But here’s the thing… Woody Allen shouldn’t be funny. Cynics will tell you that his entire career is derived from a single self-obsessed character (himself), and that he’s made over 40 films, all with the same storyline. Still, we just can’t get past those witty one-liners. Slicing like cheese wire right to the hilarious heart of our absurd little world, they’re arch, dry as the Mojave, beautifully simplistic yet threaded through with a severe intelligence. “I can’t listen to that much Wagner,” he moans. “I start getting the urge to conquer Poland.”

And his gags never feel anything less than (almost inappropriately) personal. Even if the Allen character is a mere caricature, a hyper-hung-up version of himself, it never feels artificial or forced. Frequently denying that his films are autobiographical does no good; Allen’s scripts scream otherwise. “I was thrown out of NYU my freshman year for cheating on my metaphysics final, you know,” he says in Annie Hall. “I looked within the soul of the boy sitting next to me.” Allen himself was suspended from NYU, just one example of his film life imitating reality.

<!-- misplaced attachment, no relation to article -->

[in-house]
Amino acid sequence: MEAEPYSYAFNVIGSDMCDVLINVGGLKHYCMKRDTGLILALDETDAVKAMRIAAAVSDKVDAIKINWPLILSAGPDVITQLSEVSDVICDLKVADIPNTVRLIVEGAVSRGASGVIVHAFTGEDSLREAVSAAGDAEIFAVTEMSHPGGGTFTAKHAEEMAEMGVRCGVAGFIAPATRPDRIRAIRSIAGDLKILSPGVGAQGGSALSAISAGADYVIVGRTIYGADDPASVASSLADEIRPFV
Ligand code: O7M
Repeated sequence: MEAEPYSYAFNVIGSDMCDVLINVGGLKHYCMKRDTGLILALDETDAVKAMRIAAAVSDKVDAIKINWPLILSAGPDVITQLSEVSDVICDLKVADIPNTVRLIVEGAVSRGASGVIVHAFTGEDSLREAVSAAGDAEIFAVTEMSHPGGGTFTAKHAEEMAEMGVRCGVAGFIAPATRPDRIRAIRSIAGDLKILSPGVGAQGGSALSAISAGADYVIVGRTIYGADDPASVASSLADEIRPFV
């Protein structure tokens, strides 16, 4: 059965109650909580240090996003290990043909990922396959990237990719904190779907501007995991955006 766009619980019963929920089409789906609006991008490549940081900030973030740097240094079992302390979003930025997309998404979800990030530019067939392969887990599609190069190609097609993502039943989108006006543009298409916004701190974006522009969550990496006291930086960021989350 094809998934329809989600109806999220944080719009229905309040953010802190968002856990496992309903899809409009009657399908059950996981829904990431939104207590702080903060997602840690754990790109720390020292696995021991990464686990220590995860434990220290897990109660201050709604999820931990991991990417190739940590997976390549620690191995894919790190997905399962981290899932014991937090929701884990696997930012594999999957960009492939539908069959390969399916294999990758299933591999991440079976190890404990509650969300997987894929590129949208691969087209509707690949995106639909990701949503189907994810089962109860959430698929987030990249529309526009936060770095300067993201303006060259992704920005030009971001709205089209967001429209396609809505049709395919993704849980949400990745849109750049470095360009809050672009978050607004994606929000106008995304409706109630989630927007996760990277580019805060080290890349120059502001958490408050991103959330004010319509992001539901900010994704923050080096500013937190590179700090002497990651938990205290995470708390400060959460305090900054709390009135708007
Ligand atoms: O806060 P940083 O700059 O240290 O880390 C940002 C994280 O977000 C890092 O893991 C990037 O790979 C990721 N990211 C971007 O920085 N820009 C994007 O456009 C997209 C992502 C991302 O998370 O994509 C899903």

Stand-up sowed the seeds for the funnyman’s winning formula. A wobbly start in 1961 (“the worst year of my life,” says Allen) reduced the naturally shy comic to a gibbering mess. But as his specs adjusted to the spotlight, Allen perfected his neurotic Jew shtick, refining his personal insecurities and eccentricities into a compelling composite of lived experiences and quirky anecdotes. “I wish I had some kind of affirmative message to leave you with, I don’t,” the comedian once said. “Would you take two negative messages? My mother used to say to me, ‘If a strange man comes up to you and offers you candy, and wants you to get into the back of his car with him… go’.”